Private landlords face a very different playing field come April, with the introduction of a barrage of measures including a 3% uplift of SDLT, lowering of the SDLT thresholds, tapering of mortgage interest relief not to mention a reduced 30 day window for payment of CGT, without the correct planning tax liabilities are certain to rise.
Below we examine each aspect of the changes being introduced.
Higher rate SDLT
With the housing market in a price bubble, the Chancellor is looking at ways to bring the market back to reality, alongside plans to increase the stock of housing, the SDLT measures below aim to hit Landlord yields, making property a far less attractive investment:
- higher rates of SDLT for residential property, along a with a 15% SDLT rate for enveloped property;
- a new capital gains tax charge for non-residents disposing of UK residential property;
- the annual tax on enveloped dwellings, along with the related capital gains tax charge; and
- limitations on interest deductions for buy-to-let residential property, the impact of which will be felt more fully in the next few years.
It came as no surprise that the November 2015 autumn statement featured a further measure targeting residential property, the effects of which will be felt in just a few months.
The HMRC consultation document has now been published, shedding light on this much-feared measure and raising a few questions in the process.
From 1 April 2016, the government will introduce higher rates of SDLT on purchases of additional residential properties. The consultation document envisages that the higher rates of SDLT will apply to the majority of such purchases in England, Wales and Northern Ireland if, at the end of the day of the transaction, individual buyers own two or more residential properties. Scotland has its own land and buildings transaction tax regime.
The higher rate of SDLT will not apply if the purchaser is replacing their main residence. So individuals purchasing their first home, or those simply moving from one main residence to another (even if they own a second residential home), should not be affected. However, for those purchasing buy-to-let properties and second homes, it is a different story.
Further, the higher rate will apply if the residential property being bought in England, Wales and Northern Ireland is in addition to one owned anywhere else; for example, a holiday home in Scotland or France.
The rate and threshold
As the proposals stand, the rates are higher in the sense that the current rates of SDLT will increase by 3% if additional properties are purchased with a value in excess of £40,000 hardly a difficult threshold to breach. The additional rate will apply to the entire property, not just the amount that exceeds £40,000.
The consultation addresses some of the initial concerns raised about the definition of additional. When the proposals were announced, panic ensued when contemplating the situation of a home owner taking out bridging finance to purchase a new home before selling their current property. They could, therefore, be classified as purchasing an additional property. The consultation proposes that in such a situation a purchaser would be caught by the new rules. However, if they dispose of their old home within 18 months of acquiring the new one, they will be entitled to apply for a refund of the additional SDLT paid.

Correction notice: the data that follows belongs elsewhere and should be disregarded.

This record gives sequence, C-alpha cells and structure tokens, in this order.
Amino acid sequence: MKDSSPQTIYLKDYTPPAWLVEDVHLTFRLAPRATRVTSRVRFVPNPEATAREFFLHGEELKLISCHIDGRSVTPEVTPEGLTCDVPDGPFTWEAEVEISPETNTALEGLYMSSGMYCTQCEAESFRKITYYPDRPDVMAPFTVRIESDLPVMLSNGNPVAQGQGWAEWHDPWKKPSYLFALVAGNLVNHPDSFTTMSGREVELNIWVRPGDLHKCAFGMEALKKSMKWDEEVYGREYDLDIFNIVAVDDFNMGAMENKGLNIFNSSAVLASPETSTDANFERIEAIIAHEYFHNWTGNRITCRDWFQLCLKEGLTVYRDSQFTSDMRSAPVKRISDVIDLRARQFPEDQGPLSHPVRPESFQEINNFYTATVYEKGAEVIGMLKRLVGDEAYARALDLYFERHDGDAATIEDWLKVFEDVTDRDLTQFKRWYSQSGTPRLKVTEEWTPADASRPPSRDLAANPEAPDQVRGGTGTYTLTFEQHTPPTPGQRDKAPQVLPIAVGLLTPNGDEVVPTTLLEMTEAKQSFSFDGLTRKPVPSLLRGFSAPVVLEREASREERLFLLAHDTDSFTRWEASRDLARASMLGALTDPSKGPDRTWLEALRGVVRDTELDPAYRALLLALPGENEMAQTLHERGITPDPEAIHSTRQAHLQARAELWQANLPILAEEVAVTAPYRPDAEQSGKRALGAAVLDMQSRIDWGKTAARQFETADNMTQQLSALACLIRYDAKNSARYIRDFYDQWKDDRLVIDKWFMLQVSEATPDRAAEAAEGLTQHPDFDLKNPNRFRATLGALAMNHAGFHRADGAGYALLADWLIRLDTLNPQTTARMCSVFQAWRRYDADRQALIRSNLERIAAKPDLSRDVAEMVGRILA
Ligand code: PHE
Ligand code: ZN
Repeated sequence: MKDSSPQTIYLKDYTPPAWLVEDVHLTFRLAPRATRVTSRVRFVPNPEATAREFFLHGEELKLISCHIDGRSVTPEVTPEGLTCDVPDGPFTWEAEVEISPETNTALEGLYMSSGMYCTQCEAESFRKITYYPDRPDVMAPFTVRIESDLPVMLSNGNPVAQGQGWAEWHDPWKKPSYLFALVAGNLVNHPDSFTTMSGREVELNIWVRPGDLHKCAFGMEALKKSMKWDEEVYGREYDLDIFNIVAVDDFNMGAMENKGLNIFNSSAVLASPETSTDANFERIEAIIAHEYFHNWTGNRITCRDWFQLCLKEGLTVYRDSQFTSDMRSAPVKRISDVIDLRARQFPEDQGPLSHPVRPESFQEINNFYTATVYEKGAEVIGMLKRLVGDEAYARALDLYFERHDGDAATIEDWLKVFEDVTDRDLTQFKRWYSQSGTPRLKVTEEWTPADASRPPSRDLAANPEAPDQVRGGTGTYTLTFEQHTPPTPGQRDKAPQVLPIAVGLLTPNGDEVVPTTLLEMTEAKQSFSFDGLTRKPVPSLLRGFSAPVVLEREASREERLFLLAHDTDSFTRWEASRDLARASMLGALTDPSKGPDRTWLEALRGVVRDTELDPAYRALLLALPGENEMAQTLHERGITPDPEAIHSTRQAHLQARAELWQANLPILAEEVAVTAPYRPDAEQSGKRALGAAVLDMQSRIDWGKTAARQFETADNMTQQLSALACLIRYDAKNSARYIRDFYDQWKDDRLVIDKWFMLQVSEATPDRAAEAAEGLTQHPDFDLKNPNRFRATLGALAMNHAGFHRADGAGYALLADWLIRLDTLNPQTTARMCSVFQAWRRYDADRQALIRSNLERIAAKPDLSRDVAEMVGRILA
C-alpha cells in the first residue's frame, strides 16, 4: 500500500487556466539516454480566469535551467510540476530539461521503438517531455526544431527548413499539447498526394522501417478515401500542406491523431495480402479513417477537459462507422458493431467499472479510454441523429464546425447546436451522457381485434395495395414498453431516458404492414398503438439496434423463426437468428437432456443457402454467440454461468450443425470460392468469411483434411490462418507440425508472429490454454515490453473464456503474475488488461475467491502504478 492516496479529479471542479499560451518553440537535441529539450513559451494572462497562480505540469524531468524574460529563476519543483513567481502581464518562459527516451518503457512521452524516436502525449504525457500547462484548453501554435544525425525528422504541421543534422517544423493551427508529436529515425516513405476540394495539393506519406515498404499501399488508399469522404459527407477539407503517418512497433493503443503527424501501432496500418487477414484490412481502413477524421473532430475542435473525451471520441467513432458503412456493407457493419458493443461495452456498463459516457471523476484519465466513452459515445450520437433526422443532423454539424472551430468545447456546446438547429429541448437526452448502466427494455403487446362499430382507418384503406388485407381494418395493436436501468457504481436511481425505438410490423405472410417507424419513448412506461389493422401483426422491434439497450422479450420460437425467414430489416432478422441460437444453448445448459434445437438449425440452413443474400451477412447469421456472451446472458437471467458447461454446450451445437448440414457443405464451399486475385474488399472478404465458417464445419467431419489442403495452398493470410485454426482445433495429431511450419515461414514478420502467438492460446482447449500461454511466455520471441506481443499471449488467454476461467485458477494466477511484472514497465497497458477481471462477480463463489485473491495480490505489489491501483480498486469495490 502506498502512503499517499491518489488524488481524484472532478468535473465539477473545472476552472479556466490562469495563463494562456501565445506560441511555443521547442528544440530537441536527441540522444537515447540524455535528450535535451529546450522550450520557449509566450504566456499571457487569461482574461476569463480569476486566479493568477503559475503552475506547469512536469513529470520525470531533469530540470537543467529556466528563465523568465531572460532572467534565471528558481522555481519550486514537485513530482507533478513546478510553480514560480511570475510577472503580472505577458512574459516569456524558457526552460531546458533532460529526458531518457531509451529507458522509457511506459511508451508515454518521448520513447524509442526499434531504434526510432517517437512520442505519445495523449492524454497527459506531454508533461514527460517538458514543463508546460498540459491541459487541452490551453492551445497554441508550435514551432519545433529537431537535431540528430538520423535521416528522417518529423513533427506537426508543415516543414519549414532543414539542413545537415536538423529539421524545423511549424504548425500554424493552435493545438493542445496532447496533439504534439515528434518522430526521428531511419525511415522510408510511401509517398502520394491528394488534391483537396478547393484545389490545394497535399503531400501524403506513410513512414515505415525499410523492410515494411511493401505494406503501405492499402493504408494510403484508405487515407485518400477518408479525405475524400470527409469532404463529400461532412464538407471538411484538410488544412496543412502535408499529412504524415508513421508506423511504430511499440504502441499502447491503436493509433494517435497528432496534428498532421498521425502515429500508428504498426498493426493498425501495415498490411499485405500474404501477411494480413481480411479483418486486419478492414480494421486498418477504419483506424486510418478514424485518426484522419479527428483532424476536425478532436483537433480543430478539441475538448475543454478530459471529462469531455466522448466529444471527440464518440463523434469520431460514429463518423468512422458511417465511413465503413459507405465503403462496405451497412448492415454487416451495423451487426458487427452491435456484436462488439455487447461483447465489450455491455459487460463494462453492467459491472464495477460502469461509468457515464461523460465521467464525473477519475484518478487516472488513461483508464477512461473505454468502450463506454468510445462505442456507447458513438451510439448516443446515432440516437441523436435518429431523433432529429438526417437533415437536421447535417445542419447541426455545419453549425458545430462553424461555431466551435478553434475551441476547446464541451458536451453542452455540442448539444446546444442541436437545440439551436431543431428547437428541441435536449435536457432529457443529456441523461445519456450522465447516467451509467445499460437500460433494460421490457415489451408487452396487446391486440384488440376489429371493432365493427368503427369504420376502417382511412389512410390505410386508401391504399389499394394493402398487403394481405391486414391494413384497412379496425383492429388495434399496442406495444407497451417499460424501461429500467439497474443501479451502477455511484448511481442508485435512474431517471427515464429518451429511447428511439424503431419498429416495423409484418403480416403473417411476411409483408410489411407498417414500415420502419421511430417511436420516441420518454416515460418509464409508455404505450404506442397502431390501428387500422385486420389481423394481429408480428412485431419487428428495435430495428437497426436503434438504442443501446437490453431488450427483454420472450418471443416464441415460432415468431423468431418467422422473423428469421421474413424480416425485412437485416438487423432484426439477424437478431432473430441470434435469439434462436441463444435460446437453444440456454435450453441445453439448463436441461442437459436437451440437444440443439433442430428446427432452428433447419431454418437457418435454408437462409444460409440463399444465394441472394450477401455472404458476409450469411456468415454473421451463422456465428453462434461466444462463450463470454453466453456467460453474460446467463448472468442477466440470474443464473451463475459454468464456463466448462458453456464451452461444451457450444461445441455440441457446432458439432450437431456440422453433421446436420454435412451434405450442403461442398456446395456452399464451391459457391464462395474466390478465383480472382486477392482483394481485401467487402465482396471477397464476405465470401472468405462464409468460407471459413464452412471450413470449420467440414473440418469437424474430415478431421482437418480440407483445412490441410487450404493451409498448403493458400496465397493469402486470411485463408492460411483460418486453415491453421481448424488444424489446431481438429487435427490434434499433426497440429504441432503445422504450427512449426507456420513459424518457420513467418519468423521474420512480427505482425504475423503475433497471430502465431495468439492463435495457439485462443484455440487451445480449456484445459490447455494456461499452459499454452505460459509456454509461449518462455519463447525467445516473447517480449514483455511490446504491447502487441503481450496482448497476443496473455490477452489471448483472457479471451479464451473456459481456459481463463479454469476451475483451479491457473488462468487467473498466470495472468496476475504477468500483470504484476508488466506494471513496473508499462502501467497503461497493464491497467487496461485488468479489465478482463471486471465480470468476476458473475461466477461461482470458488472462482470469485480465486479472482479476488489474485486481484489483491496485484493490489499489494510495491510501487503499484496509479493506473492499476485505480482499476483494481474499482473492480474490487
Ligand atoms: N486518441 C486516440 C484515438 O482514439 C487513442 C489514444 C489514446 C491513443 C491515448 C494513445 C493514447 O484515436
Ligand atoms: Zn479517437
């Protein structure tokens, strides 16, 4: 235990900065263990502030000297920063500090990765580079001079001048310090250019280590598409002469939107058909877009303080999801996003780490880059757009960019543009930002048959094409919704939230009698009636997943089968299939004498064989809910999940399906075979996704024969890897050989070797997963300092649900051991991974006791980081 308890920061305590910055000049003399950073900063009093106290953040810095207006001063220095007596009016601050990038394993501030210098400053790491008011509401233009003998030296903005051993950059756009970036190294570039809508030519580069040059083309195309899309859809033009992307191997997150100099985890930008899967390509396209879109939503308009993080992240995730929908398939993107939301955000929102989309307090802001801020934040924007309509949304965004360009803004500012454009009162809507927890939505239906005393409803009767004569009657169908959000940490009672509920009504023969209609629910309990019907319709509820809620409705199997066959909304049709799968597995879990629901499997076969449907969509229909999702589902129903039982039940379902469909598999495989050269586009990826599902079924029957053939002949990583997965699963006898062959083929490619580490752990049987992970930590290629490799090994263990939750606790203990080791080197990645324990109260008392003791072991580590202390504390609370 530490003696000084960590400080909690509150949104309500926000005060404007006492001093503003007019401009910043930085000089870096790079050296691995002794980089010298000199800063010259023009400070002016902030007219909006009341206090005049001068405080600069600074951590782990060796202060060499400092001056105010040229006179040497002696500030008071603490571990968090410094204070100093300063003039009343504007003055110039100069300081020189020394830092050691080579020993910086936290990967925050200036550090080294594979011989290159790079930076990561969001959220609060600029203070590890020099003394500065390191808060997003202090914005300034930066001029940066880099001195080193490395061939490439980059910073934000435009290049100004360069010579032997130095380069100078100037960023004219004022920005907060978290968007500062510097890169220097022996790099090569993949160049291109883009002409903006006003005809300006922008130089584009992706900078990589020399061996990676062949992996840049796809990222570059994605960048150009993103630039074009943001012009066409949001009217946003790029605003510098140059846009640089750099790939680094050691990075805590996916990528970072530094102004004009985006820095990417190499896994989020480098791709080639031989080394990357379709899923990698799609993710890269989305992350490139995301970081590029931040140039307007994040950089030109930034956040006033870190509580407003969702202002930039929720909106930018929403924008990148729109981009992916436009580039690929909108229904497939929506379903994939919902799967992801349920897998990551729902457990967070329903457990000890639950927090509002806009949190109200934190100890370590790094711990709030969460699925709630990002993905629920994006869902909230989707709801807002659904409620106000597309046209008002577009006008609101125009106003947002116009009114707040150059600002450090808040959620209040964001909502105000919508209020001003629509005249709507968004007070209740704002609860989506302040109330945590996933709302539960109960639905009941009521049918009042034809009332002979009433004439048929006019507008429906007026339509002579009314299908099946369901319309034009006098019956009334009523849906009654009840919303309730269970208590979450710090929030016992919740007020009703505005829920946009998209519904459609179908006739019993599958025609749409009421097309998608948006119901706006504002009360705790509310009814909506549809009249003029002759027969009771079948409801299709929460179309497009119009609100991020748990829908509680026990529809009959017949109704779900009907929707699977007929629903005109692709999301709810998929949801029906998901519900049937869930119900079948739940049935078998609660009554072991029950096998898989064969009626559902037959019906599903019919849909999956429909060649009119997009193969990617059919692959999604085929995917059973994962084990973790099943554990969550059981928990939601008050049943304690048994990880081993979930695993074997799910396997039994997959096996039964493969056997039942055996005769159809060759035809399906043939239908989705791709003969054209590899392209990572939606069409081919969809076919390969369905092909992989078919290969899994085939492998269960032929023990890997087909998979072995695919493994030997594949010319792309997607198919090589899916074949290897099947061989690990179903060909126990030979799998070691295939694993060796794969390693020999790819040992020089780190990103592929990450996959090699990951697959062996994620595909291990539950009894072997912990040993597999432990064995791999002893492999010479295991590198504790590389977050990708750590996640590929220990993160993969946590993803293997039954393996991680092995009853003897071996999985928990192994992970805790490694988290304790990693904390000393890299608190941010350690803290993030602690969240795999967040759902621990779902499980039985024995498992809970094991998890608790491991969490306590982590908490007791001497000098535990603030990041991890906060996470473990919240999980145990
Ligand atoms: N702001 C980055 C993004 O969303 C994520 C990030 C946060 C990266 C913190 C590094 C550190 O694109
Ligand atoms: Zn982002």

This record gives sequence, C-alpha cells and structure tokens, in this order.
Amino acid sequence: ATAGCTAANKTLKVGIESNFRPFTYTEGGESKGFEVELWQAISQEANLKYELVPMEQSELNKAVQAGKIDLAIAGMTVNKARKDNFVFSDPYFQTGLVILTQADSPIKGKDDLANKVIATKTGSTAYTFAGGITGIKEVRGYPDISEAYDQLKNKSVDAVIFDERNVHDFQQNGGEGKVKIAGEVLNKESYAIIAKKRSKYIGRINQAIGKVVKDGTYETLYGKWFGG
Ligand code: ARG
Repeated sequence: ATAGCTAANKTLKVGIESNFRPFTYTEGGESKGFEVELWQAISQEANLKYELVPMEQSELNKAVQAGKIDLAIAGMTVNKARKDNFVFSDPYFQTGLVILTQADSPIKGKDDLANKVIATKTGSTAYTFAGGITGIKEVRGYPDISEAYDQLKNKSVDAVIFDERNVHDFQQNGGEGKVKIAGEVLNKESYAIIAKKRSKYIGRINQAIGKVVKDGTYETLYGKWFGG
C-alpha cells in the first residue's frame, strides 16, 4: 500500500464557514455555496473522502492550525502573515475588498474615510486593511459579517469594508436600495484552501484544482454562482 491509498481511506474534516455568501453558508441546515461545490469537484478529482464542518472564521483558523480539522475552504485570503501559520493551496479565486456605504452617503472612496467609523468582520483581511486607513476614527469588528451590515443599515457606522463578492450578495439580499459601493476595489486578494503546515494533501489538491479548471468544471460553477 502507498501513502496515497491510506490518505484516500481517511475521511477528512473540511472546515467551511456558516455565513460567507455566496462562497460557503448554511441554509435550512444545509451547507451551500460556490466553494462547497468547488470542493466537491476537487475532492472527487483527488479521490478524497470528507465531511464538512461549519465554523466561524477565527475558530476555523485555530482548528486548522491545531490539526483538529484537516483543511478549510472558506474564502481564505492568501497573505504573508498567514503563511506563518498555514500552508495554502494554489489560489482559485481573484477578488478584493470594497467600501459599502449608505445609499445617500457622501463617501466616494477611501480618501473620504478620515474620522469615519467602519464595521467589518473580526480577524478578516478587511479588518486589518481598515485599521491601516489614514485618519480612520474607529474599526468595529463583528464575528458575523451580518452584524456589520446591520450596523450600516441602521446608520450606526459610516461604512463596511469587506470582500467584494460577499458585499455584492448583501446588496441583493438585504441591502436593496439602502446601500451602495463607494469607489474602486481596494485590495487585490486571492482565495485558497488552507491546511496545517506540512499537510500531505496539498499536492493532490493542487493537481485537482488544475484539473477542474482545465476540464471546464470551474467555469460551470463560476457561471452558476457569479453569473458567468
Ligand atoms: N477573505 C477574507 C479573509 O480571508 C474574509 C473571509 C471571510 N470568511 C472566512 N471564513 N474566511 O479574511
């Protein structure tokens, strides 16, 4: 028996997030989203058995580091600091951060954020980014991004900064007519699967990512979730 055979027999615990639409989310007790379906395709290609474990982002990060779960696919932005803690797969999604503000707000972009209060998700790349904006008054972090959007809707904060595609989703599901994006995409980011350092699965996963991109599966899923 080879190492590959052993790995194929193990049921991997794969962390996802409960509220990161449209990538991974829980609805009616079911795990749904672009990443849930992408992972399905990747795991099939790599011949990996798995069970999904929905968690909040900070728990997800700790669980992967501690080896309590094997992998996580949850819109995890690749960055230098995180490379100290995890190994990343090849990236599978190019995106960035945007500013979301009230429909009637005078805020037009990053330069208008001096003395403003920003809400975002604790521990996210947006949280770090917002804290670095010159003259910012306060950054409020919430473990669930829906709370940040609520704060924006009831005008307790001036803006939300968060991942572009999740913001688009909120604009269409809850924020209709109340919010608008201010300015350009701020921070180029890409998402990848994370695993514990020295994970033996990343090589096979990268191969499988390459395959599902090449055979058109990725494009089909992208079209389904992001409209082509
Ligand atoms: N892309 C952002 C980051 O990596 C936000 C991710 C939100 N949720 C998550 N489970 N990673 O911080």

New homes and first properties
Concerns were also raised when imagining the situation of a couple buying their first joint property together, with each currently owning their own individual property. Will they be liable to pay the additional rates of SDLT on the purchase of their new home? The consultation states that if, at the end of the day of the transaction, any of the joint purchasers has two or more properties and they are not replacing their main residence, the higher rates will apply to the entire consideration for the transaction.
When the higher rates were announced it was widely speculated that the draftsman would draw inspiration from only or main residence relief, allowing the individual to elect which of the properties is classed as the main residence and which the additional property.
The consultation explicitly rules out the possibility of such an election, opting for disparity between the SDLT treatment of residential property and the capital gains tax treatment. Instead, the test will be one of fact.
SDLT filing date
In another shake-up to the SDLT regime, the government will also reduce the time frame in which the payment and return are due. The government will consult on this, with the current proposals suggesting a reduction from 30 days from the effective date of completion to a mere 14 days.
Capital gains tax filing date
As if the proposed SDLT filing amendments were not enough, the capital gains tax changes will come as a real shock for some. From April 2019, the deadline for the payment of capital gains tax on disposals of residential property will be brought forward to 30 days after disposal. This represents a dramatic reduction from the current timeframe.
There is certainly a raft of changes coming in 2016 and beyond for property taxation, all of which have the potential to make a significant impact on future property transactions.
Are you ready?
We provide tax advisory services through to full compliance services for Landlords and investors. With in integrated Legal support, Chartered Accountants and Chartered Tax Advisors, based in both Canary Wharf and Brentwood, we can ensure you are prepared for these changes, contact us today for a free no obligation consultation.